FF's idea of an aluminum dinghy is also worth considering, provided that it is made of the correct material (I don't remember the specs, but some aluminum alloys have a very short shelf/stern platform life.)

The Livingston & Pudgy are two examples of very stable hard dinghies. Plus for a given length the hard dinghy generally will have much more useable interior space over an inflatable.

The only downside to a hard dinghy in my mind is the potential for abrasions on the mother ship.

*
 
Per wrote:
so RIB = inflatable but with rigid floor or hull?
*Yes, Ridgid (hull)*Inflatable Boat.* Bottom is usually fiberglass, plastic, or aluminum.* Double floor gives a flat walking surface with the possibility of storage under.

*
 
Tim,

If you need the Weaver snap Davits, I may have a set of the*swim platform*mounts, but the boat mounts I have are for a hard sided*dinghy I think.* Let me know, I will check this weekend.

smile.gif



-- Edited by Avista on Wednesday 30th of March 2011 01:12:25 PM
 
A PVC RIB, even a Chinese-made one, *will last a very long time if kept covered when on board. It's the UV which causes most damage. here's a pic of our Takacat.
 

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Maybe I should have qualified by saying, "in our part of the world".

UV light here in NZ, and in Australia, destroys plastics in a remarkably short time.
 
Aren't all coasts wet?
 
The Trinka looks good, particularly if one wants a very rowable boat and avoid the expense/hassle/hazard of an outboard engine and its fuel.* It has two rowing positions to accommodate different loadings.**(Whether I*need or even*want a dinghy is to be decided, however.)
 
Anyone seen those inflatable catamaran dinghies? We have friends that just bought one. They indicate it has a lot more space and goes way faster with the same horsepower. I'd love to get one when the time comes.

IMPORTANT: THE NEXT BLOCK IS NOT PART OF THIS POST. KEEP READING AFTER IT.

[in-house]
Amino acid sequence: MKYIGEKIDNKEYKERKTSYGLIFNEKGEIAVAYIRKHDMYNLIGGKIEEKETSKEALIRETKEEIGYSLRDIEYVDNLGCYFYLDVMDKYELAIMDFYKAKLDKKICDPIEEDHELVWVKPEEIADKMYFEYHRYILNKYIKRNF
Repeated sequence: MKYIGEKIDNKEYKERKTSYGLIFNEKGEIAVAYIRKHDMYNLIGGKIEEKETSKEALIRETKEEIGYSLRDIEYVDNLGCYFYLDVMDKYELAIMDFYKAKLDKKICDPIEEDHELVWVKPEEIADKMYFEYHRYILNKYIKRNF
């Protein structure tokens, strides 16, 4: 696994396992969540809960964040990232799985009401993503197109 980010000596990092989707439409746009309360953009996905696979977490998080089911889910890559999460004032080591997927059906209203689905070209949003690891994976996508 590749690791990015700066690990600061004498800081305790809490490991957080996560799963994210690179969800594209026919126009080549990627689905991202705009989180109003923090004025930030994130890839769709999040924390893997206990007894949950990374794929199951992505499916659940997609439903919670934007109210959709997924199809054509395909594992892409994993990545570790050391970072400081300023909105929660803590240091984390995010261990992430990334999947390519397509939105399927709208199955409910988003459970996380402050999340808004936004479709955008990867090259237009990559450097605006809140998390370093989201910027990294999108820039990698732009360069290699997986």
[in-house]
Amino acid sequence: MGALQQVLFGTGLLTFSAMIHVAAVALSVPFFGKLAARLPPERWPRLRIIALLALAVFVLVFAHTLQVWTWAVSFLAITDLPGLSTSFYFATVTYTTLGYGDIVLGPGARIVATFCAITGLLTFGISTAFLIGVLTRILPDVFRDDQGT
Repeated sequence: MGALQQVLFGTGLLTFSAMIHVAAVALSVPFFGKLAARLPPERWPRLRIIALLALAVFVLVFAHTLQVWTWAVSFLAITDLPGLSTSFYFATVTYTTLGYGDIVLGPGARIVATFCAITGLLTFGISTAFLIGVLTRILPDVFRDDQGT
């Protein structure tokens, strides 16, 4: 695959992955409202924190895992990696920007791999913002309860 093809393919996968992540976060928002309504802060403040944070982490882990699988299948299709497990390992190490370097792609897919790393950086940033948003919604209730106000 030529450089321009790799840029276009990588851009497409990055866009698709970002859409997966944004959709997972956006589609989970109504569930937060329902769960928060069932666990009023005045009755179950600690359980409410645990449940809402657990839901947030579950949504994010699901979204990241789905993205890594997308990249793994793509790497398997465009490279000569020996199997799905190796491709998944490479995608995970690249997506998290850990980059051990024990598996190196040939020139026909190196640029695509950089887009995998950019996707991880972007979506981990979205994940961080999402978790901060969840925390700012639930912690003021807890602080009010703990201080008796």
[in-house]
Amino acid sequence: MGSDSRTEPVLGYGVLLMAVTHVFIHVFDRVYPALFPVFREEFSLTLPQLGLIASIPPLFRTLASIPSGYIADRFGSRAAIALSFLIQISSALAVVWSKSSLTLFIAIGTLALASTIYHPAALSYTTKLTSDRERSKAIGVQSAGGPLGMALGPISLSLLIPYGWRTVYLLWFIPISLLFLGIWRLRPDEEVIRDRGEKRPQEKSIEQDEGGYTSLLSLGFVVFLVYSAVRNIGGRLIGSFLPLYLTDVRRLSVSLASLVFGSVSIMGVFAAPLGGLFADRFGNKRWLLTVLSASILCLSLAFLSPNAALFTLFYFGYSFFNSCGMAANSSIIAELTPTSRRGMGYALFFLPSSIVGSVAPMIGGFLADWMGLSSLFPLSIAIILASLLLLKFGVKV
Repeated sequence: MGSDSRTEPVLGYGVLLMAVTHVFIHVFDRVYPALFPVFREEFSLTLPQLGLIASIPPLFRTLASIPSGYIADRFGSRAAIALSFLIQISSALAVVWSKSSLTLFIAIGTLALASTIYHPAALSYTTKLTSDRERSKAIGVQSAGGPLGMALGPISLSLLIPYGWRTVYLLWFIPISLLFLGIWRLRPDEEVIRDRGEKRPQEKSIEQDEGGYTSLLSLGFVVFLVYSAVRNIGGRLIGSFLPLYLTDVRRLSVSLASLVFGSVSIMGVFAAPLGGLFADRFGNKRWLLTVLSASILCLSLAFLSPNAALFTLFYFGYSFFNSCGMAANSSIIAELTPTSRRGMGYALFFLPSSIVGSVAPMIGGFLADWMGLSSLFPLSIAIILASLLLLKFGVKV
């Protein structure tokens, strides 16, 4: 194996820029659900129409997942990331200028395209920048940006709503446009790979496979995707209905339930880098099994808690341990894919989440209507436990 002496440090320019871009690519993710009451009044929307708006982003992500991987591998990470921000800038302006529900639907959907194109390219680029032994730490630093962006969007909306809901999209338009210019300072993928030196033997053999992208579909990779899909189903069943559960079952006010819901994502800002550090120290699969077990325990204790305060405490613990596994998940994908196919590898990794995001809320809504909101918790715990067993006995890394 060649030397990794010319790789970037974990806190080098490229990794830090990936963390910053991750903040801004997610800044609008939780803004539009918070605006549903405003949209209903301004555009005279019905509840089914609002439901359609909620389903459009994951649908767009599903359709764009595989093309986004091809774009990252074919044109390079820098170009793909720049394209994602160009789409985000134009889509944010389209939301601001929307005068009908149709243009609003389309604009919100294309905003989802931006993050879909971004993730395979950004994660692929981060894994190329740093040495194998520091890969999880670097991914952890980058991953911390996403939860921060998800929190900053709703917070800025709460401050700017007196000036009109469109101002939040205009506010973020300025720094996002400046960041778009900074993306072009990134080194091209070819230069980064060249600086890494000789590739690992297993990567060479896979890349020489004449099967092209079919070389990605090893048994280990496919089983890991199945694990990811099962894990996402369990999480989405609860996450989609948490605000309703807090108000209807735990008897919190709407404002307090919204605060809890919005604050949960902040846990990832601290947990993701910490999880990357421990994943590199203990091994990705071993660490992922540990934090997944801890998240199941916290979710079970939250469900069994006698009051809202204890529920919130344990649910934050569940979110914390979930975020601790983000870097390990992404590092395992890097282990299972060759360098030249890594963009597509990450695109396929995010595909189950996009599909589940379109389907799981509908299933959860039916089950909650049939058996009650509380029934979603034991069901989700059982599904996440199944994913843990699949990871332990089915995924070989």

I was very impressed when I saw the Rigid line at TrawlerFest in ft. Lauderdale. Styled like a RIB, but all fiberglass. Weighs the same or less as a comparable Hypalon RIB, but should last forever. Fiberglass side tubes give great stability (i.e. you can stand on the tube) and tons of storage (lockable) inside the tube. They say it won't scratch your boat, but I'd still put some fenders out. My 2 cents.

rigidboats.com
 

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You can stand on the edge, polyethylene pontoons (no fenders needed), and aluminum bottom.

http://www.bullfrogboats.com/


-- Edited by Carey on Wednesday 30th of March 2011 10:21:32 PM
 
**We are taking Dinghies here.

Your Outboard Motor fails, *you run out of gas ,you left your paddles at home, A dinghy with sails is the way to go. You want fast *get a Porsche.
 
Here is a dinghy for loopers who may be feeling automobile withdrawal.

www.sealegs.com

JohnP
 

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Tim:

If you are now looking for a good RIB, how are you going to carry it? If you are planning to use Weaver davits, the total weight of the dinghy and outboard must not exceed the capacity of the attachment points on the dinghy (the weak link). You should use a transom swivel to allow your outboard to swing when the dinghy comes up, so it isn't laying on its side once secured.
If you are hoisting to a level stow on the foredeck or on the roof, only the capacity of your roof or lift is relevant. If regular davits, the capacity of the davits and the strength of their attachment points on the hull are relevant, as are the lift points on the dinghy.